"The Greens came into parliament at their third attempt," she notes, before admitting that she was guilty of bullying the environmentalists when they first tried to enter the political stage. At the time, Schyman was a Left Party politician. In retrospect, she says there was no difference between her and members of the conservative parties when it came to belittling the Greens.
"We said 'ugly cardigans, ugly beards'," she recalls. "And we said we don't need any Greens because our party includes environmental concerns in its party programme."
Nowadays, however, the Greens are Sweden's third largest party and they have advanced the environmental agenda countrywide. That is what Schyman wants for Fi.
"The big parties will spend 40 to 60 billion kronor ($6.1 to 9.2 billion) on campaigning this year, we're hoping to reach 500,000," she says, before thanking Abba founder Benny Andersson for a recent donation to the party.
Thus the feminists have gone grassroots. It's not just the house parties, but supporters can join the actual political party via SMS. And it is hoping the supporters that Schyman attracts on her house party road show will help with the nitty gritty – printing ballots and handing them out at polling stations on the big day: parliamentary elections in September. The party doesn't get any campaign funding support from the state as it hasn't climbed over the four-percent barrier to get into parliament.
They would have to add more than seven Märstas to its voter base to get that far.
She has scribbled, dramatically and furiously, on a white board throughout the first half of the two-hour session. Parliament has turned into a crow's nest of smeared ink, the party names listed on the right side.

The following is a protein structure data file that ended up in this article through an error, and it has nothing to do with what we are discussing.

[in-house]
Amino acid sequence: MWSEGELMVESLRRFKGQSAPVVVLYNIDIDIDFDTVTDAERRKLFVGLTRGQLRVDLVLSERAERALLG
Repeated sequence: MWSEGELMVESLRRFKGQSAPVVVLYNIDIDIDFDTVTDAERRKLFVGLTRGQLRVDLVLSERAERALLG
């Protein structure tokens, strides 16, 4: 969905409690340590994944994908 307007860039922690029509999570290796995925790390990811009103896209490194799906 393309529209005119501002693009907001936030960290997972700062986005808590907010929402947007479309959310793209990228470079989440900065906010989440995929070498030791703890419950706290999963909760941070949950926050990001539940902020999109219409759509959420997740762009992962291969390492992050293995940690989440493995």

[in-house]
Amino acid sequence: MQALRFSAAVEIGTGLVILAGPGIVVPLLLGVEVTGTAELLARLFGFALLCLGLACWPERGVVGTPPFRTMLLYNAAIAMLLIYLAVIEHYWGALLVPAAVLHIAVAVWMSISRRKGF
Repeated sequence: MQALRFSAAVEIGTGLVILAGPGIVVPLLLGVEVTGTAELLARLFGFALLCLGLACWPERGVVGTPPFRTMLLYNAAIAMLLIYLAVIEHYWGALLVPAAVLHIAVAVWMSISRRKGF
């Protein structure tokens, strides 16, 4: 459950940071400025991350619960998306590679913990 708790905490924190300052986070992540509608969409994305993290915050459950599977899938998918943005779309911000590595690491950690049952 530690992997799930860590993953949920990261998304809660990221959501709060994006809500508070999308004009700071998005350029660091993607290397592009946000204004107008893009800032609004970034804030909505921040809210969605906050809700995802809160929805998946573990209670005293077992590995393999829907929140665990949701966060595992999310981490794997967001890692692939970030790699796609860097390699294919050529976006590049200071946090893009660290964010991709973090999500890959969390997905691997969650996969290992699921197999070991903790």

"You forgot one," an audience member points out.
"A Freudian repression," Schyman jokes, adding the initials SD to the board – the Sweden Democrats.
"One country, one people, one church, one state, one sex… and an add-on," she says raising an eyebrow. "The Sweden Democrats offer a half-hour indictment of women's rights at (political conference) Almedalen, but the only thing the media reports on is that they want women to have the right to work full-time."
Schyman says the minority, far-right party has spent so much time and effort rebranding itself that the fight over what words to use gets in the way of the real debate about what the Sweden Democrats want, including what they want for women.
"They are the only party that wants married couples to be taxed as a unit (sambeskattning), despite the tax reform in the 1970s being widely credited as a huge step forward for women's labour participation. And they are the only Swedish party that wants to curtail abortion rights," she says.
"Hatred of women, sexism, racism, and homophobia go hand in hand," Schyman later tells The Local in reference to the Sweden Democrats. "That's why we need a party that describes society's complexity."
Whatever happens next autumn, Schyman is hoping for an election campaign that isn't as "boring" as the last one, later adding that "bloc politics are embarrassing".
"Where was the ideology?! The vision? The talk about what kind of society we wanted to live in? Not just a battle about selling yourself as the best public administrator of the budget," she says.
"Is that the meaning of life? Are you going to lie there in you coffin and think to yourself, 'At least I balanced the budget'."